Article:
Radiation therapy is one of the safest ways to cure cancer. It is often used for the treatment of prostate, breast, and cervical cancer. It uses concentrated radiations to kill malignant cells which cause cancer. There are various therapies that are administered under radiation oncology depending upon the type, stage, and aggressiveness of the disease. It is often used in combination with other cancer curative therapies, such as chemotherapy, or surgical procedures like tumor removal, etc. There are chances that healthy cells can also get damaged during therapy, but they recover back in no time.
It is often used to uproot the disease in its earliest stage. In case of tumor removal through surgery, radiation therapy can help reduce the size of a tumor. Furthermore, it is also used to kill any cancer cells once the surgical procedure is done. In case of prostate cancer, a type of radiation oncology is done that implants radiation seeds inside or around the tumors that emit radiations over a period of time.
One of the most crucial things in order to receive radiation therapy is to prepare for the therapy. For this, patients must have information regarding the procedure and any possible situations that may arise after it. Some of the most crucial bits of information for cancer patients include:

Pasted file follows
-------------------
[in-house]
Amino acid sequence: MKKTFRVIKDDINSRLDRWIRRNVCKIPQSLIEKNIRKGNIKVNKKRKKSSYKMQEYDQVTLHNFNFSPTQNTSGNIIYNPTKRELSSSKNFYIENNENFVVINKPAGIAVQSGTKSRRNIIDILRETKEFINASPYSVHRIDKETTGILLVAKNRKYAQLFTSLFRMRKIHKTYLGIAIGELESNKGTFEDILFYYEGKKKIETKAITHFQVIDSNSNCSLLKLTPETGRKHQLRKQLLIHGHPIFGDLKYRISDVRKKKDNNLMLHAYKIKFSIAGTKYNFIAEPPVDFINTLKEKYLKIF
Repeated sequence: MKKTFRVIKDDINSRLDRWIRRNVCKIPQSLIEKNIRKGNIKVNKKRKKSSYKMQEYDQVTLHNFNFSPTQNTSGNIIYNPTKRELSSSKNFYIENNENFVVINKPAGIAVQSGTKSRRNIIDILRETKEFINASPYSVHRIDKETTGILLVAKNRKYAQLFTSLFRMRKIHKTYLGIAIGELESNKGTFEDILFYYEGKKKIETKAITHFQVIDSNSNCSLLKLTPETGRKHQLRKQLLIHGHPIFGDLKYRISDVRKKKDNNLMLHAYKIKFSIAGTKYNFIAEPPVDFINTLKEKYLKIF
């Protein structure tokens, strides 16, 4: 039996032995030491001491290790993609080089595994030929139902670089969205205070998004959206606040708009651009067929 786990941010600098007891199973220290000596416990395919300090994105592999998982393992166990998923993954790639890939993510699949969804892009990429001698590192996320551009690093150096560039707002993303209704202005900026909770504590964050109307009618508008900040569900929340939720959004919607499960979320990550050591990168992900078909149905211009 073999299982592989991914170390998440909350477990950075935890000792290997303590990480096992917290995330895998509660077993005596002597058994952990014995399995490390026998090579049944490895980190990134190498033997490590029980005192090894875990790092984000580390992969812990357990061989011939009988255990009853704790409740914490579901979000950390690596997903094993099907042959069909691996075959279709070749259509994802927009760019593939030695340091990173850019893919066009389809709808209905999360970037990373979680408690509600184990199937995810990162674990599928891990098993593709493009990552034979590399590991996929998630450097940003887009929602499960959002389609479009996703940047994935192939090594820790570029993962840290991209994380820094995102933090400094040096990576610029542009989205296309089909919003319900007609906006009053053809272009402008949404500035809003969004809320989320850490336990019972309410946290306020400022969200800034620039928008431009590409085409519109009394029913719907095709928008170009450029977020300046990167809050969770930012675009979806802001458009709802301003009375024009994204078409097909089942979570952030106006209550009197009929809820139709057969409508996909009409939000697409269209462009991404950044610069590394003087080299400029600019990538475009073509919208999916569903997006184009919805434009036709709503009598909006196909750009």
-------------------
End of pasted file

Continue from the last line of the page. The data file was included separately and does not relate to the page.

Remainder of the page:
Preparing Your Body for Radiation Stimulation
The radiation team, through a planned procedure, works with you in order to come to a conclusion about the position that would be suitable for your treatment. This is extremely important as you must lie still during the entire procedure. To assist with this, the team places comfortable restraints and cushions to keep you in a still position.
Once that is done, your body is marked either with a temporary marker or small, indicative permanent tattoos for areas that would receive radiation treatment soon.
In order to know the areas that need to be radiated through the procedure, the team would conduct a number of scans. They would not only help identify the areas, but also help determine the intensity of the radiation and the dosage of the treatment. This would mainly depend upon the type and stage of cancer the patient has.
Following these two steps, the patient is ready for the administration of radiation therapy. Once it is done, a follow up procedure and check up is also needed. This would be determined by the doctor who is in charge of dealing with the particular case. A follow up would also involve multiple scans and tests in order to keep a check on the progress and possible side effects of the therapy.
For the radiation therapy to be executed safely and flawlessly, the experience of the radiation oncologist is also very crucial, as indicated in the research conducted by Boero et al (2016). Hence, it is also crucial that the medical team and doctors working on each radiation therapy case are also experienced enough to know how to deal with the procedure and attend to any complications that may arise during their course.